Physics Photo of the Week
At the first
of several large snowstorms this past winter, Warren Wilson's Tom
LaMuraglia operated the snowplow (front loader) to clear the roads
around campus. Thank you, Tom!
In several of the many large snow piles left by the snow clearing
machine, neighbor Tom Showalter noticed the definite blue color
within the cavities of the snowbank. This coloration of snow is a
real effect - not just an illusion or faulty color balance setting of
As light travels through snow, ice, or pure water, the light from the
red end of the visible spectrum is partially absorbed. If red is
removed from white light, the remaining light appears cyan or
"bluish". The greater the distance the light travels in the H20
greater the reduction of the red colors. Thus the
blue tint is more pronounced deep within the cavity in the snow bank.
The physical chemical reason for this light absorption lies in the
vibrations of the oxygen-hydrogen bond in the water molecules.
The oxygen-hydrogen bond will vibrate at a frequency corresponding to
infrared wavelength. However, the bond stretch in most
molecules is "non-linear", i. e. stretching more than twice as much
does not require twice the stretching force. As a result the bond
not only absorbs light at the natural vibrational frequency of the
bond, it also absorbs
light at overtones of the fundamental. These vibrational
overtones occur in the visible red - a higher frequency than the
infrared fundamental. If water is made by replacing the
hydrogen in H20 with deuterium, D20
the larger mass makes for a smaller vibration frequency, hence the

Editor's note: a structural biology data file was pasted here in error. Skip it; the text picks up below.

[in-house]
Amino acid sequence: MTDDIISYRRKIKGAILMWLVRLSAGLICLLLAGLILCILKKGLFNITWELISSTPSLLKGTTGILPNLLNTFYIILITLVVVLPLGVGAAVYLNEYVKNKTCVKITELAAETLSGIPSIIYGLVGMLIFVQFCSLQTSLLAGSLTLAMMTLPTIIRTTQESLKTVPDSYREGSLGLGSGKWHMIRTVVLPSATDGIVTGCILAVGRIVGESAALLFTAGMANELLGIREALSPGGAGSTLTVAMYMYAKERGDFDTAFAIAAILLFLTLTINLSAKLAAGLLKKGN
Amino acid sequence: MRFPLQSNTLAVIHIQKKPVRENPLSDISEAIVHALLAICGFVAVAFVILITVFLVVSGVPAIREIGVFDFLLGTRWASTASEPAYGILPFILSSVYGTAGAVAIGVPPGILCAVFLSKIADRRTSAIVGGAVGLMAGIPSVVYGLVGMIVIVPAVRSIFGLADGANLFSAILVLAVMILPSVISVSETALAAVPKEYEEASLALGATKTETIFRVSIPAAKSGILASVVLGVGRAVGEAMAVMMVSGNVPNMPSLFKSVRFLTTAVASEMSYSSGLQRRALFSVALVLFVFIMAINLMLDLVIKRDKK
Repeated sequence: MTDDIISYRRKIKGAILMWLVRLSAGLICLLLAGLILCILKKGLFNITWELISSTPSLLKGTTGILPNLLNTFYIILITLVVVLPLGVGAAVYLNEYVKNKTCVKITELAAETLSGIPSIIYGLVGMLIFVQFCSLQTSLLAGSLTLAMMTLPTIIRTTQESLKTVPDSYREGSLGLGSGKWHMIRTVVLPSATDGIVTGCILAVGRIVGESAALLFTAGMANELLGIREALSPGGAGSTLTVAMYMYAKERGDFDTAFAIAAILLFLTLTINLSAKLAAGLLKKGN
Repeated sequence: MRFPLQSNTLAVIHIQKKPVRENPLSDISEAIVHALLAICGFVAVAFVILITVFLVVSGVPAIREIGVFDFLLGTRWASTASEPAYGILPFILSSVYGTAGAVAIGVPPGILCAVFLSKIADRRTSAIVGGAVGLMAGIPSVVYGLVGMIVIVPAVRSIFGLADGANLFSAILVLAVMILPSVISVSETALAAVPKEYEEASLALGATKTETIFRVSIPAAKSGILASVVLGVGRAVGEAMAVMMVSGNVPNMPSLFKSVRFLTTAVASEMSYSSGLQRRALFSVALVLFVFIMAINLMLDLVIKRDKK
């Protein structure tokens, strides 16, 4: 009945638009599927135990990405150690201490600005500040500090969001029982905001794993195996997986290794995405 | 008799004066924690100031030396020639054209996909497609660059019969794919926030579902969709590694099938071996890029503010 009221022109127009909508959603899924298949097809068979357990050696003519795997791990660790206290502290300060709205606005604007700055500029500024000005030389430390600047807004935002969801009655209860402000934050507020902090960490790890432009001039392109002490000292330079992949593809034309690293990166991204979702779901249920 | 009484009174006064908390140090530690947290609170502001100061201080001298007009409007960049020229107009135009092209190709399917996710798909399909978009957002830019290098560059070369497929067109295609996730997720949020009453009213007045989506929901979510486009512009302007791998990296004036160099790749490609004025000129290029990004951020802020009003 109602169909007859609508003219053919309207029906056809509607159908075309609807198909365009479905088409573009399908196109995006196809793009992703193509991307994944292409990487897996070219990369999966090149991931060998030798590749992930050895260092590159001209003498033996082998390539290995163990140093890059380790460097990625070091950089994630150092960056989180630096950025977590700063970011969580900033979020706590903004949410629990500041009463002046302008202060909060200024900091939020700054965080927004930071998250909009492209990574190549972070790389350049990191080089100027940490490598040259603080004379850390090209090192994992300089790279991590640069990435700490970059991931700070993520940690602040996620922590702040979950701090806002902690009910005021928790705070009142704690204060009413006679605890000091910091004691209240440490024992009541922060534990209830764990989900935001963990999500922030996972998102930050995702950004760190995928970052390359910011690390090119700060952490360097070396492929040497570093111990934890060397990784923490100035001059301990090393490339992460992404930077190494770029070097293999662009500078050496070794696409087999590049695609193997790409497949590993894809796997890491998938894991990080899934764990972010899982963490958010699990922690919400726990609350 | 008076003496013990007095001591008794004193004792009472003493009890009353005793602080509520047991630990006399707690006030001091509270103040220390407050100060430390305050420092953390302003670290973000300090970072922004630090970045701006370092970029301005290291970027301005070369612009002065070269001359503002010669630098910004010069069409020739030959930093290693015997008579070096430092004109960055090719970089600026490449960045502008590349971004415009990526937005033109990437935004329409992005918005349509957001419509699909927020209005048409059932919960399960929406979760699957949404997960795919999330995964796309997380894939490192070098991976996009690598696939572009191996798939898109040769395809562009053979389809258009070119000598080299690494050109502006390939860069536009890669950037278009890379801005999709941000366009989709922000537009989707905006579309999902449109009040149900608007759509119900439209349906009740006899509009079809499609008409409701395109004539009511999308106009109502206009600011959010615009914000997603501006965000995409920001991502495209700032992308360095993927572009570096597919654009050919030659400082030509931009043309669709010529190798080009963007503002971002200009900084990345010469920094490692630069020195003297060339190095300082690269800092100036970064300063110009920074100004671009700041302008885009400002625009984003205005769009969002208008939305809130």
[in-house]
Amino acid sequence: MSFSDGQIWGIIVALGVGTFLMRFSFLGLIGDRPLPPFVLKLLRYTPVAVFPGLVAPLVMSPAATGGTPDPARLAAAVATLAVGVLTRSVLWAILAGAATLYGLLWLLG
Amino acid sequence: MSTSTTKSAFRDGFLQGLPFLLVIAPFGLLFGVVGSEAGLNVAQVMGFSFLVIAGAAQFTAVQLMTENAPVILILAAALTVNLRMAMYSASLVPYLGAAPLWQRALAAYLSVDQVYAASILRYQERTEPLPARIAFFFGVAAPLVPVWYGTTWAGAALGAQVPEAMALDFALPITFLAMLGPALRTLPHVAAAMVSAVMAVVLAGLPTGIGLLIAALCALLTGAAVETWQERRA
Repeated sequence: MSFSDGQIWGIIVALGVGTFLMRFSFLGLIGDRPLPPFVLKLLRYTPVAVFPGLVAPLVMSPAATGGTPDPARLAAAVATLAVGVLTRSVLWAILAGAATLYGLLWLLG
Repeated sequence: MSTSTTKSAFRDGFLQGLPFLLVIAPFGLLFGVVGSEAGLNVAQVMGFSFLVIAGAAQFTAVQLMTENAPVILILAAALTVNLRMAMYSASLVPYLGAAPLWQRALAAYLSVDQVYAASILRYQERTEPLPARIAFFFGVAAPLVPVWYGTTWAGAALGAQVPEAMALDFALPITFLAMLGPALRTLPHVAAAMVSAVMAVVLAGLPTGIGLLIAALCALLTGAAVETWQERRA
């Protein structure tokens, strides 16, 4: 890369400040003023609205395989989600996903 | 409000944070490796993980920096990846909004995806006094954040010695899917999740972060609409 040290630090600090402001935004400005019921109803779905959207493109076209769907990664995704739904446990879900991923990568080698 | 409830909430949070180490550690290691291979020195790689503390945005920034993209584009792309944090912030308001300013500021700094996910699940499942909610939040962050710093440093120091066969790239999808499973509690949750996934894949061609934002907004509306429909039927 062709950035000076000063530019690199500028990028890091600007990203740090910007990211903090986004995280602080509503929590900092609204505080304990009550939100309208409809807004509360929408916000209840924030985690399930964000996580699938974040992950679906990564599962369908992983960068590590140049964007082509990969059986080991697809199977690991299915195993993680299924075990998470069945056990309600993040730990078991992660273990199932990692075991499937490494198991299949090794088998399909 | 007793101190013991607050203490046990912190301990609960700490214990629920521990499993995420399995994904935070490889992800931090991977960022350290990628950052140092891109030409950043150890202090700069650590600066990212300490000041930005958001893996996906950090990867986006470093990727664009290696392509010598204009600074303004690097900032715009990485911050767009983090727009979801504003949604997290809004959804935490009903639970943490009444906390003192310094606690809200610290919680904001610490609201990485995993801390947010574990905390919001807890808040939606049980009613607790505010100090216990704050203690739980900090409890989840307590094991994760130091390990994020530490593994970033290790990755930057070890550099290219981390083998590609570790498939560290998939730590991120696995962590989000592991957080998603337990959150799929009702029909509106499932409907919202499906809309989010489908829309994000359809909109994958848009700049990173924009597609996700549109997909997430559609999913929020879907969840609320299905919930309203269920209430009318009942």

absorption of the light for D20, occurs further in the
infrared. As a result D20 does not show the blue
, J. Chem. Edu., 1993, 70(8)
, 612, summarized
at the web site:http://www.dartmouth.edu/~etrnsfer/water.htm).
Due to Spring Break at Warren Wilson College, there will be no Physics
Photo of the Week next week (March 19). The next Physics Photo of
the Week will be published on March 26, 2010.
Photo of the
published weekly during the academic year on Fridays by the Warren
Wilson College Physics
Department. These photos feature interesting phenomena in
the world around us. Students, faculty, and others are invited to
submit digital (or film) photographs for publication and
explanation. Atmospheric phenomena are especially welcome.
Please send any photos to email@example.com.
All photos and discussions are copyright by Donald
Collins or by the person credited for the photo and/or
discussion. These photos and discussions may be used for private
individual use or educational use. Any commercial use without
written permission of the photoprovider is forbidden.
the Physics Photo
the Week Archive.
Observers are invited to submit
digital photos to: